ALBUQUERQUE, NM — Two years ago, when Dashiell Beardsley had a motorcycle accident, the University of New Mexico Hospital (UNMH) refused to admit him because they considered his condition "not that serious." After hours in the emergency room, he was sent away with only pain-reliever drugs. A week later, Beardsley, a 30-year-old Kwaik of the Laguna Pueblo tribe, began experiencing massive headaches. UNMH told him the next available appointment was a month and a half away.
"I was literally crying because of throbbing headaches," he recalled, "so I drove myself to ACL [Acomo-Canoncito-Laguna] Indian Hospital in San Fidel, about 60 miles west of Albuquerque." Suspecting a concussion, but with no medical equipment to run tests, doctors put him in an ambulance and sent him back to UNHM. "I still had to wait for 18 hours just to get a CT-scan.”
Beardsley’s experience mirrors the struggles of many low-income New Mexicans in getting adequate health care. About 22.6 percent of New Mexico’s population is uninsured — the 4th highest rate of uninsured in the country.
In the weeks since New Mexico Gov. Susana Martinez announced her decision to expand Medicaid eligibility under the Affordable Care Act, community advocates have been working to get the news out to some 170,000 currently uninsured New Mexicans, including 83,000 Hispanics and 25,000 Native Americans. "There's a huge information gap about the health care reform law and the benefits it will bring," said Kim Posich, director of the New Mexico Center for Law and Poverty, at a recent round table briefing for ethnic news organizations across the state.
Getting people to know about the new benefits "is a challenge," agreed Ron Wallace, publisher of The Perspective magazine, a monthly serving African Americans who make up 2 percent of New Mexico’s population. The round table also drew representatives from Albuquerque's Vietnamese immigrant population whose numbers have grown since the city was named one of five urban resettlement sites for refugees. Asian immigrants, in fact, represent the fastest growing population in the state.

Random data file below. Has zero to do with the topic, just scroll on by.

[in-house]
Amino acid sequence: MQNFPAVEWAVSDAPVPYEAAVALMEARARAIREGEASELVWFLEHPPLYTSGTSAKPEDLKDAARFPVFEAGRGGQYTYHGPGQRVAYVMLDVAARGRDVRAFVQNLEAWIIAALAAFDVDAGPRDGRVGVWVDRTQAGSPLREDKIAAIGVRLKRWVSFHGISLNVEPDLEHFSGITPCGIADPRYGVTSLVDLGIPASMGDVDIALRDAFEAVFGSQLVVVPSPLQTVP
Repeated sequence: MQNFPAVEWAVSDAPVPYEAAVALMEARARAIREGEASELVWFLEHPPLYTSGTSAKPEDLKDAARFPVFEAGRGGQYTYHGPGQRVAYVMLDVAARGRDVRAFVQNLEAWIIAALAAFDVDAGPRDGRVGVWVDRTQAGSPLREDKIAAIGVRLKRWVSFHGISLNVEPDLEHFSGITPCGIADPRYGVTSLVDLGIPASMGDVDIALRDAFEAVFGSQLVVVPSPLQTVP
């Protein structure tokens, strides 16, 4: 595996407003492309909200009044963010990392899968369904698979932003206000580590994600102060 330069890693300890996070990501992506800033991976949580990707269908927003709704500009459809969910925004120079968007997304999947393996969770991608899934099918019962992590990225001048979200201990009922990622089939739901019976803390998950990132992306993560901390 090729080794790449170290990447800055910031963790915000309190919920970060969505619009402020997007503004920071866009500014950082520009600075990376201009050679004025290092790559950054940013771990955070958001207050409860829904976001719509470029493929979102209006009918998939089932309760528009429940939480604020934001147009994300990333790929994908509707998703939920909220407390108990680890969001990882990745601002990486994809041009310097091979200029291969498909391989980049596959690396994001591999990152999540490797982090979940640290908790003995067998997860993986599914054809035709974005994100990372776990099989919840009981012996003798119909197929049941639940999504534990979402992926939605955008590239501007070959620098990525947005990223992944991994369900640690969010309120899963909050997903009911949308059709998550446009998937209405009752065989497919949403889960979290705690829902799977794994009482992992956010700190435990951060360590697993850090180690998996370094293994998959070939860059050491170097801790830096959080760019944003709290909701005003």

Speakers at the briefing celebrated the fact that Medicaid eligibility will now be expanded to individuals earning annually up to 133 percent of the federal poverty level, which, in 2012, was $14,856 for an individual or $30,656 for a family of four. Gov. Martinez also agreed to carry out state-run health insurance exchanges under the law.
"This levels the playing field," said Quela Robinson, staff attorney for the Center. "We're now confident to say that New Mexicans can take full advantage of the Affordable Care Act."
Sovereign Hager, staff attorney for DNA-People's Legal Services, Inc., representing Native Americans, pointed out that in border towns and surrounding reservations, 75 percent of Medicaid applications were denied. With the current expansion, "residents won't have to hitchhike anymore for chemotherapy or get an x-ray diagnostic test.”
Sarah Nolan, executive director of New Mexico's Comunidades en Acción y de Fé, described how rudimentary access to health care remains in many regions, particularly in the south. The problems are compounded by the fact that "there's no informational infrastructure...A lot of people just rely on word of mouth. Besides church bulletins, there’s nothing there in between.”
Amber Carillo, a veteran community organizer who brought her nephew Dashiell Beardsley to the briefing, shared her enthusiasm over the Medicaid expansion. “A lot of organizing has brought us to this moment,” she said. “It is just a joy that many people would now be eligible to get their health insurance.”
Carillo spoke with several publishers of pueblo newsletters who participated in the briefing. "Because we don’t have daily or weekly publications in the reservation, people don’t get the information on healthcare that they need. That's a job I'm interested in. Getting the word out now is key."
Note: This story was written as part of a series of press briefings with ethnic media that New America Media has been conducting in seven cities in the country this year. This project is funded by the Atlantic Philanthropies